IPEAK = peak current trip threshold



where:
VIN(MAX) = maximum input supply voltage for the application
IPEAK(MAX) = maximum allowed peak inductor current
tON(MIN) = 100 ns

In general, larger inductor values allow use of lower switching frequency and result in higher efficiency but present a larger footprint in the final design compared to use of lower inductor values.

Available buck converters such as the Maxim Integrated MAX638, Linear Technology LTC3632, Linear Technology LTC3388, and Texas Instruments TPS62120 offer a simple solution for stepping down input voltages to typical operating voltage levels (Figure 3).

Figure 3: Available buck converters require few external components. Along with an inductor and pair of capacitors, devices such as the Linear Technology LTC3632 and others in its class use a pair of resistors as part of its feedback control loop. (Courtesy of Linear Technology.)

Along with the typical pair of capacitors and an inductor, buck converters in this class typically use a pair of resistors to divide the output current down for comparison with an on-chip voltage reference - 800 mV in the case of the LTC3632. For the LTC3632, if the voltage at VFB is greater than the reference, the comparator activates a sleep mode in which the power switches and current comparators are disabled, reducing the VIN supply current to only 12 μA.

The Texas Instruments TPS62120 is a synchronous buck converter intended for energy-harvesting applications, supporting an input voltage range of 2 to 15 V while providing up to 75 mA output current. Similar to the Linear LTC3632, the TI TPS62120 uses an on-chip 800 mV reference to switch to a low-power sleep mode. To maintain high efficiency with light loads, the TI converter uses a hysteretic PFM/PWM controller scheme, where the device operates in PWM mode at high loads and automatically switches to PFM mode in light loads, where it consumes only 10 μA quiescent current from VIN. Besides maintaining efficiency across different loads, the use of this PFM/PWM scheme permits the use of ceramic capacitors, which offer low series resistance and result in low-output-voltage ripple.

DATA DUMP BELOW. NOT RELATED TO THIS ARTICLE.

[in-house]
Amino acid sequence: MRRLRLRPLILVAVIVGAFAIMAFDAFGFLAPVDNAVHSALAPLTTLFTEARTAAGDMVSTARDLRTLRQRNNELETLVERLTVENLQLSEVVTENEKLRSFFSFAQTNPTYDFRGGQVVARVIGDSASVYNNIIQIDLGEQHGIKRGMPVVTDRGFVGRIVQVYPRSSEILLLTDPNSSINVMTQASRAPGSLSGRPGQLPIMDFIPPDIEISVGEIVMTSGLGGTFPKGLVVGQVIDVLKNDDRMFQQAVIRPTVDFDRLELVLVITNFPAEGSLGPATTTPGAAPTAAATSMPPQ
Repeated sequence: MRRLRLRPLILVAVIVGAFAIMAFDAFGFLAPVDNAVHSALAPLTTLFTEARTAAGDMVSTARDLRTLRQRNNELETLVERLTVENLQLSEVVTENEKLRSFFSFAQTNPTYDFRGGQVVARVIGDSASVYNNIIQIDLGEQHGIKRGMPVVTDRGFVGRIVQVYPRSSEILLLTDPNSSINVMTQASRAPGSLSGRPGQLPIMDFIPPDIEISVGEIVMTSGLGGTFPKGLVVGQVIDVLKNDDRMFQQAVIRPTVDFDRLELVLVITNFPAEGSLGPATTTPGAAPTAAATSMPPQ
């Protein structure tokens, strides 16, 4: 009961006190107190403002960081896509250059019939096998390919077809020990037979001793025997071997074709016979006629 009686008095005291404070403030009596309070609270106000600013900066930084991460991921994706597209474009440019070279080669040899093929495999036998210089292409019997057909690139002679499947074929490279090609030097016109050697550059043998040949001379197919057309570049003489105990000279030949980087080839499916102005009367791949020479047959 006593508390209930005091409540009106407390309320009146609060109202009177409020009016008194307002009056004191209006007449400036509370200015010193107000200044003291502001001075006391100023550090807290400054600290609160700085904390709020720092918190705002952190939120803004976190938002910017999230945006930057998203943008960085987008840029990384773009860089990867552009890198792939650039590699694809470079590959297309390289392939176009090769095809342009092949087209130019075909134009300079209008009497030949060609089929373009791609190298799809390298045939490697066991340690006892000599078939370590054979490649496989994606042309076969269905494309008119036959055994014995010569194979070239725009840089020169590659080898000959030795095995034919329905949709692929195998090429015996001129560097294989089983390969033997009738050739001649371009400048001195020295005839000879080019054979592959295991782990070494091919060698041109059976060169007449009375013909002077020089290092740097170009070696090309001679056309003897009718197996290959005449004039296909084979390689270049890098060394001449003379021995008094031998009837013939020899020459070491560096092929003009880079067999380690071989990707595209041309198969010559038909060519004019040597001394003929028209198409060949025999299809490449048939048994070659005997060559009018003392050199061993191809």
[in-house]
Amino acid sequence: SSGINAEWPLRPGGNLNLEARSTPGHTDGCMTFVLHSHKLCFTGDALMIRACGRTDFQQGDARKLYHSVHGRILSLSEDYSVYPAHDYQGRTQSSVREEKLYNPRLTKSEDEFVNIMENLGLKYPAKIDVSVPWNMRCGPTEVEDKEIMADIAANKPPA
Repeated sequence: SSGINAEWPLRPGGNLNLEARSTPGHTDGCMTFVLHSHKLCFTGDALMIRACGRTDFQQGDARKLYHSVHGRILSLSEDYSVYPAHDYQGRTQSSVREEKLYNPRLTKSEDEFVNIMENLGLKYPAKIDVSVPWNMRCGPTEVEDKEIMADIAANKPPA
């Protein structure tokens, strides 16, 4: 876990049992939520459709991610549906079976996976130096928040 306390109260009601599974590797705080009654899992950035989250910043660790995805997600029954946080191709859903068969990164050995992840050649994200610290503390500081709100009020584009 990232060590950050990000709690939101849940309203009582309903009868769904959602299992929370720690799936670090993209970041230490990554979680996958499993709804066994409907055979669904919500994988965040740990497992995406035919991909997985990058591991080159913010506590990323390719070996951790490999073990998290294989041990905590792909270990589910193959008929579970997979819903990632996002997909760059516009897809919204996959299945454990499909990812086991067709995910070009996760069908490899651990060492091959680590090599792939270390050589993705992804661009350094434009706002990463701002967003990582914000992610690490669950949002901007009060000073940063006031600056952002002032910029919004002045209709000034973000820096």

Designed specifically as a piezoelectric energy-harvesting power source, the Linear Technology LTC3588-1 extends the Linear LTC3388 buck regulator with specialized on-chip features. The LTC3588-1 integrates a low-loss full-wave bridge rectifier with a buck converter to provide a complete piezoelectric energy source with only the usual complement of external components required for a buck converter (Figure 4).

Figure 4: The Linear LTC3588-1 combines a full-wave bridge rectifier with a buck converter to provide a complete piezoelectric energy-harvesting power supply with only a few external components. (Courtesy of Linear Technology.)

Capable of delivering up to 100 mA of continuous output power at multiple selectable output voltages, the LTC3588-1 features a quiescent-current undervoltage lockout (UVLO) mode with a wide hysteresis window. While in UVLO mode, the LTC3588-1 draws only 450 nA, allowing charge to accumulate on an input capacitor until the buck converter can efficiently transfer a portion of the stored charge to the output. In regulation, the LTC3588-1 enters a 950 nA low-power state, switching the buck converter on and off as needed to maintain regulation.

Conclusion

Buck converters offer a simple solution to specialized energy-harvesting applications with high-input-voltage levels. Available buck converters typically require only a pair of capacitors and an inductor to implement an efficient DC/DC converter. Specialized versions of available buck converters offer a highly integrated solution for building efficient energy-harvesting circuits powered by piezoelectric devices.